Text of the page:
With no passport, no camera and Malaysia’s police force being as useful as a chocolate teapot, it was fair to say my arrival in Penang was pretty tainted. It didn’t take too long to get myself sorted though.
With my elusive passport probably being used by my Malaysian doppelgänger, I enlisted the help of a British Consulate based in Georgetown on Penang island. He was brilliant in explaining everything I had to do to send off for my new passport (which can mostly be done online for Brits). To be honest, I was so stressed that I’d have been equally grateful for a cup of tea and some Digestives. I spent the next couple of days getting sorted and sent off my application. Now I was just stranded in Malaysia until my new passport arrived in 3-8 weeks. Could be worse…
Already getting withdrawal symptoms from my lack of camera, I bought a new one at Georgetown’s gigantic KOMTAR mall, an ugly looking tower which can be seen from all over the island. The camera was around $100 than if I’d waited until I got home, plus I could claim back on the insurance anyway. I just knew I wouldn’t last the remainder of my trip without my beloved camera. My wallet was decidedly lighter but I was well on my way to being back in my original position.
Because of all this practical stuff, I didn’t do much in the way of sightseeing during my first visit to Penang so decided to return there a bit earlier when I came to collect my passport so I could check out this wonderful island. It’s just fantastic. Georgetown, a UNESCO site, is ripe with colonial heritage, Chinese temples, mosques and crumbling buildings. It’s a melting pot of cultures and the town makes for a great walking tour. Brilliant street art covers the walls and you arrive at street corners which have a different culture on every side of the road. Just grab a map (or not!) and wander – you’re sure to find a wealth of things. Armenian Street makes a great starting point.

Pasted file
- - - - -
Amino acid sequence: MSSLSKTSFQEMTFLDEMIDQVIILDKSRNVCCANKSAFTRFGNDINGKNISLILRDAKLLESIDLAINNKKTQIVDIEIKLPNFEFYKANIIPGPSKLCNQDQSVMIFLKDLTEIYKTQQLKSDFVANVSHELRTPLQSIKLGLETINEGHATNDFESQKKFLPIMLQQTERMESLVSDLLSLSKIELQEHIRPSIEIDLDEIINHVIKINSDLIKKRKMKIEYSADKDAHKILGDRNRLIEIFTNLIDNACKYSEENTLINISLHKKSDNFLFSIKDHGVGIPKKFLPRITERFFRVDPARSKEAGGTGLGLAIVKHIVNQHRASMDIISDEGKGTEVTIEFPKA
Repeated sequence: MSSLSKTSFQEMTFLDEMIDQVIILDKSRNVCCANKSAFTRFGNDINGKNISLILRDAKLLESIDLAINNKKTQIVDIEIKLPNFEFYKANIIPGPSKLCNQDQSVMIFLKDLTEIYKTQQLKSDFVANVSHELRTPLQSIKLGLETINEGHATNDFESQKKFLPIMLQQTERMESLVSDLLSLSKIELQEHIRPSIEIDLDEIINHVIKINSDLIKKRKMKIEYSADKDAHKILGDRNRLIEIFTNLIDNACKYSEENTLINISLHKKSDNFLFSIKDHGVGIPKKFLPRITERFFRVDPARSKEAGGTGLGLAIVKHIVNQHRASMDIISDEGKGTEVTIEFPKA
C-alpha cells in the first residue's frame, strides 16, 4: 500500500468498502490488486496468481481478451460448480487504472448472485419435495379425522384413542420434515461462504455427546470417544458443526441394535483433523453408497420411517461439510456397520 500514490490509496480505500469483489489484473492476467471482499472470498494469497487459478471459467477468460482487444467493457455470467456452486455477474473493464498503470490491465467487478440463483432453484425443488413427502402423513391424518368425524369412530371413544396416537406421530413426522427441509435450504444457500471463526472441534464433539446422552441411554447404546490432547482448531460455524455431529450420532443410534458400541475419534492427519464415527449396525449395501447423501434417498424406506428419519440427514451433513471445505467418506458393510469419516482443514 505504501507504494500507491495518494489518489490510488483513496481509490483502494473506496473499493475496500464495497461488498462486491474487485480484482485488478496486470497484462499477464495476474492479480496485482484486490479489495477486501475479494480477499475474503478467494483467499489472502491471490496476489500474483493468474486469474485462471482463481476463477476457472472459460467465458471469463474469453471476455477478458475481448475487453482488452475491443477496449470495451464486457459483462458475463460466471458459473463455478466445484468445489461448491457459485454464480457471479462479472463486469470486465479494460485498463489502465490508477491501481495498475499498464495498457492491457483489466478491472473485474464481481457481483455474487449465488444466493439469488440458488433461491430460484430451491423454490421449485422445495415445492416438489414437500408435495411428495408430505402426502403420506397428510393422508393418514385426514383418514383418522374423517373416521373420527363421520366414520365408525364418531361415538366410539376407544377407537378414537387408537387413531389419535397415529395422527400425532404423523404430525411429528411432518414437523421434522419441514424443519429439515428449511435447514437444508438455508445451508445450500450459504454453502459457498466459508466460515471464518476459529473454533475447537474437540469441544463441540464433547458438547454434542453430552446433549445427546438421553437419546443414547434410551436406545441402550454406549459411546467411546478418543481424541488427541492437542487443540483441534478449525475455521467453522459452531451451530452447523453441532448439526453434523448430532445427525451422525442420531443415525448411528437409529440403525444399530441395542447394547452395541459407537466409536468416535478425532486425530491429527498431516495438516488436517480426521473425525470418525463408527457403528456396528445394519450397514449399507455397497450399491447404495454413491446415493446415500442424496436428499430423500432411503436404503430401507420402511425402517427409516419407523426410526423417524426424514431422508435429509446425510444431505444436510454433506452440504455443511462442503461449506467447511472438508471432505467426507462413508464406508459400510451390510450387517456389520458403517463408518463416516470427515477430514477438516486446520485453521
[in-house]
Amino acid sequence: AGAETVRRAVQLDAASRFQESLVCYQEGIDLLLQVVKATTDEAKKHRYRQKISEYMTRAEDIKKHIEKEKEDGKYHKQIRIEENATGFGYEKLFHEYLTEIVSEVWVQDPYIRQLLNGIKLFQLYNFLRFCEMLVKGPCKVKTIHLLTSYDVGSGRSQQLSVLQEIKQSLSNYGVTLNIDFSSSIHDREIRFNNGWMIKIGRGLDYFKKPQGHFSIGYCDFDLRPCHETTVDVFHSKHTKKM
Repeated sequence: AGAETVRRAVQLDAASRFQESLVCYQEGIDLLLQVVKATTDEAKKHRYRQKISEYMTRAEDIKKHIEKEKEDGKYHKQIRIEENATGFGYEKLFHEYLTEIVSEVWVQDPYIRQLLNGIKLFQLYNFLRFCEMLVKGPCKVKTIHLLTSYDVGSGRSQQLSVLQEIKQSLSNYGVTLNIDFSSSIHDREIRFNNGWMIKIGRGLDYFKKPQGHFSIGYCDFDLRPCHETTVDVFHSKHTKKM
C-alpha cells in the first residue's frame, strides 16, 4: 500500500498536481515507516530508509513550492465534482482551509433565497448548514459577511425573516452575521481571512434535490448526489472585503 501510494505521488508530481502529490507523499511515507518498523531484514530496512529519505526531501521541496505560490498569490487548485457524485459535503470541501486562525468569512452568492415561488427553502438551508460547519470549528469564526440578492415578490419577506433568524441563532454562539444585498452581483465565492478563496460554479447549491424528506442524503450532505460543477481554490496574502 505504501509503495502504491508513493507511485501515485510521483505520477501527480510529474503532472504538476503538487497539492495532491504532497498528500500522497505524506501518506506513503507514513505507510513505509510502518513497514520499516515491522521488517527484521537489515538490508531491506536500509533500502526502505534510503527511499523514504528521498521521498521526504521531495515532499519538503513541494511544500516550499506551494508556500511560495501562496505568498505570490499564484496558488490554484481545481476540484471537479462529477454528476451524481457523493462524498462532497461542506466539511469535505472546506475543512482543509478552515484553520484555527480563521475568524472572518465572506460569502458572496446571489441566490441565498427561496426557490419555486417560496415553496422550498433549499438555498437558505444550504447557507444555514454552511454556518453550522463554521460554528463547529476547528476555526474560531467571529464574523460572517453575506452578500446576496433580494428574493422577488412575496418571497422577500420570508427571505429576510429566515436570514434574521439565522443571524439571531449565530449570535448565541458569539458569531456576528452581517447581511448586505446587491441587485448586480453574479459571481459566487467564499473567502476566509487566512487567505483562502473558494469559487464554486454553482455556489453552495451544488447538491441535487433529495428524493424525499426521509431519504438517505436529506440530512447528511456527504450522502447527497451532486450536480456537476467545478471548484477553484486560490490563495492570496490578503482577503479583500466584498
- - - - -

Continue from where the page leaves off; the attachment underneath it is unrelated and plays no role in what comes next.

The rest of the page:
This fusion of cultures also makes Penang the food capital of Malaysia. I could seriously live here just for the food. At night, hawkers line the streets selling everything from chicken satay sticks to noodle soups to rotis. The nasi kandar places (huge buffet style curry joints) are rich in flavour and big in portions. We stumbled across a place in Little India which gave us a delicious and filling veg thali for just 5RM (less than £1). In other places, I’ve eaten like a king and never paid more than 15RM. You could eat something different every day of the year and still not try everything. I don’t think I’ve ever eaten as well as I have in Penang.
Whilst there’s no shortage of watering holes, the high price of alcohol in Muslim Malaysia can be off-putting. If you don’t mind shelling out 10-14RM for a small bottle of beer, Chulia Street has a good number of chilled out bars, some with live music. However, for those in the know, there’s only one place to get your beer fix. Tucked away in a little corner on Lorong Stewart, there’s a small beer joint called Antarabangsa Enterprise which basically feels like you’re drinking in someone’s house. With a bunch of plastic tables and chairs put out on the street, it’s the perfect place to meet locals and travellers, whilst enjoying 3 beers for 10RM. I basically became a regular.